While the relative practical effect of McCutcheon is modest, the continuing effect on future campaign reform may not be. In a forty-year stream of cases starting with Buckley, the Supreme Court has questioned and struck down a litany of campaign finance schemes. The unconstitutional statutes included: limits on how much a candidate’s campaign can spend after collecting limited donations; limits or bans on how much an individual, a PAC, or a party committee could spend without collaborating with a candidate; a ban on contributions by minors; a contribution limit of $400 (too low); public financing programs that punished or rewarded persons who did not participate or who made independent expenditures; increased contributions for candidates who were opposed by candidates who fund their own campaigns; and independent spending by corporations and unions. At the same time, Justice Clarence Thomas has been the only Justice who advocated overturning Buckley’s allowance for contribution limits. His concurrence in McCutcheon did so again.
The Court’s jurisprudence sends a clear message to Congress and state legislators: “You can impose a reasonable limit on how much a contributor can donate to a candidate’s campaign or to committees that donate to candidates, but you cannot limit or ban what else a donor does with money.” This message started with Buckley. CitizensUnited made the point emphatically. McCutcheon is a logical and consistent extension. Advocates of greater regulation still seem to be going through the five stages of grief over the fact that many of their ideas are simply unconstitutional. After Citizens United they went through denial and anger. Now they are somewhere between bargaining and depression. If they reach acceptance, the final stage, they should focus on finding constitutional ways to regulate money in politics. Chief Justice Roberts, writing for the Court, suggested mandatory public disclosure, solicitation rules and restrictions on transfers between and among committees in addition to existing rules. Of course any laws must avoid vagueness and overbreadth. But the ultimate goal should be to promote transparency, avoid unnecessary burdens, and provide avenues for sufficient funding of political debate and associational activities. The McCutcheon decision simply underscores that such goals can be accomplished without violating the First Amendment and without jeopardizing democracy.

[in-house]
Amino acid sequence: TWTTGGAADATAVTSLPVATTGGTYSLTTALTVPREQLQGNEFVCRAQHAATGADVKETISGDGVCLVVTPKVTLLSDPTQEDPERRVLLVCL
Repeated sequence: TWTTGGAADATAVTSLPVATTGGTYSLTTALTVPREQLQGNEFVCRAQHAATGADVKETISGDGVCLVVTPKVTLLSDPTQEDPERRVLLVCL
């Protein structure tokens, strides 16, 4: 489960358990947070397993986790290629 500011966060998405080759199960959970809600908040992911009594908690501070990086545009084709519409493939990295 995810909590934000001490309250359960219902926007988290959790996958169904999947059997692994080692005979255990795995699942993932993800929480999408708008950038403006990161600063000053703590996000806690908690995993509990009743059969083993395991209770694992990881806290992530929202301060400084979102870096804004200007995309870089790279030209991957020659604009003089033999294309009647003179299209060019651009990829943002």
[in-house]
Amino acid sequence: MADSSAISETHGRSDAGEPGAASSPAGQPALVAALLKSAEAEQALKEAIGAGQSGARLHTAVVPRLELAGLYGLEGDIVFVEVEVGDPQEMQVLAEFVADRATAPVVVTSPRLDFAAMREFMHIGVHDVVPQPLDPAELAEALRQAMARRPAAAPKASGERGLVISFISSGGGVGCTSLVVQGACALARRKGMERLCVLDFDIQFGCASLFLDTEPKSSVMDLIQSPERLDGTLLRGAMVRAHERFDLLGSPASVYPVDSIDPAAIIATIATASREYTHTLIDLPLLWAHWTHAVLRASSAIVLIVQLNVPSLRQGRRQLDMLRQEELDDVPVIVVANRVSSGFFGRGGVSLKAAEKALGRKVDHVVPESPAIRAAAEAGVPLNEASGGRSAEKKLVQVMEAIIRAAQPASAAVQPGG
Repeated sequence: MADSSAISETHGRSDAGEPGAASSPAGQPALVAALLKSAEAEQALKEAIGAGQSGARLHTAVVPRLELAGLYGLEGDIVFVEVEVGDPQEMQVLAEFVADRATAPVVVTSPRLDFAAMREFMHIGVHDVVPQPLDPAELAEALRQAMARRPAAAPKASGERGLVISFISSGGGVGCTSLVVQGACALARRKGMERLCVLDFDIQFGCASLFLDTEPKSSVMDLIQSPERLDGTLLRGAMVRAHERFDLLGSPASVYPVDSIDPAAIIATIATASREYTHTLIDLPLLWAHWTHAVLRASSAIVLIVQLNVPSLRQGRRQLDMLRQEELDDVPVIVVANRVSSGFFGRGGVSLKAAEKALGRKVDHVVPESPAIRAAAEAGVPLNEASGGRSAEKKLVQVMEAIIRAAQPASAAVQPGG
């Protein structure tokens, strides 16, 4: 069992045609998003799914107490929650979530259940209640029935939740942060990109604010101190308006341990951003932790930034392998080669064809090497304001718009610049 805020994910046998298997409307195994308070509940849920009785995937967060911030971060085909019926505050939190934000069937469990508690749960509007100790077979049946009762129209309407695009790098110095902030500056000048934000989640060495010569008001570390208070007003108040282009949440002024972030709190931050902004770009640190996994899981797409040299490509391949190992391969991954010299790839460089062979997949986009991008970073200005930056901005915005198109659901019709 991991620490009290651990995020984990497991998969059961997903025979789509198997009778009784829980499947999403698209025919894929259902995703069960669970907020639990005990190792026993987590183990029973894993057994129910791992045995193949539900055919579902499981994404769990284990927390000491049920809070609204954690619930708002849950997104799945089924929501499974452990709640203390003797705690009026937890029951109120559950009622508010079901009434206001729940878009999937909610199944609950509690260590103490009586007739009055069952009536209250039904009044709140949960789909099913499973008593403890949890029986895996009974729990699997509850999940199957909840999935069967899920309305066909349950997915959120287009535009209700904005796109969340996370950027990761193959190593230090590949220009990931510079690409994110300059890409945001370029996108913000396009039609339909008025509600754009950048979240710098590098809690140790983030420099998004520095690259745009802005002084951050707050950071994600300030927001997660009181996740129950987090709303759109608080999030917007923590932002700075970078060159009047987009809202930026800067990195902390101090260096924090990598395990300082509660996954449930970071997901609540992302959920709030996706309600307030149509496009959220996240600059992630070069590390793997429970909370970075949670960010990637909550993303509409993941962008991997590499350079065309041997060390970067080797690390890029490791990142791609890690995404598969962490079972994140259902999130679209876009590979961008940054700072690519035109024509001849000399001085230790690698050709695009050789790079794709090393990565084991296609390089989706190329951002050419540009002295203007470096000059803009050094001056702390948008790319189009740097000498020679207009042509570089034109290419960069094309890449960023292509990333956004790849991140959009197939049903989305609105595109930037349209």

Jan Witold Baran is a partner at Wiley Rein LLP where he heads the Election Law and Government Ethics Group. He has argued four Supreme Court cases and represented parties in several others. His amicus brief in Citizens United on behalf of the U.S. Chamber of Commerce was cited by the Court in its opinion. He is the author of The Election Law Primer for Corporations, published by the American Bar Association.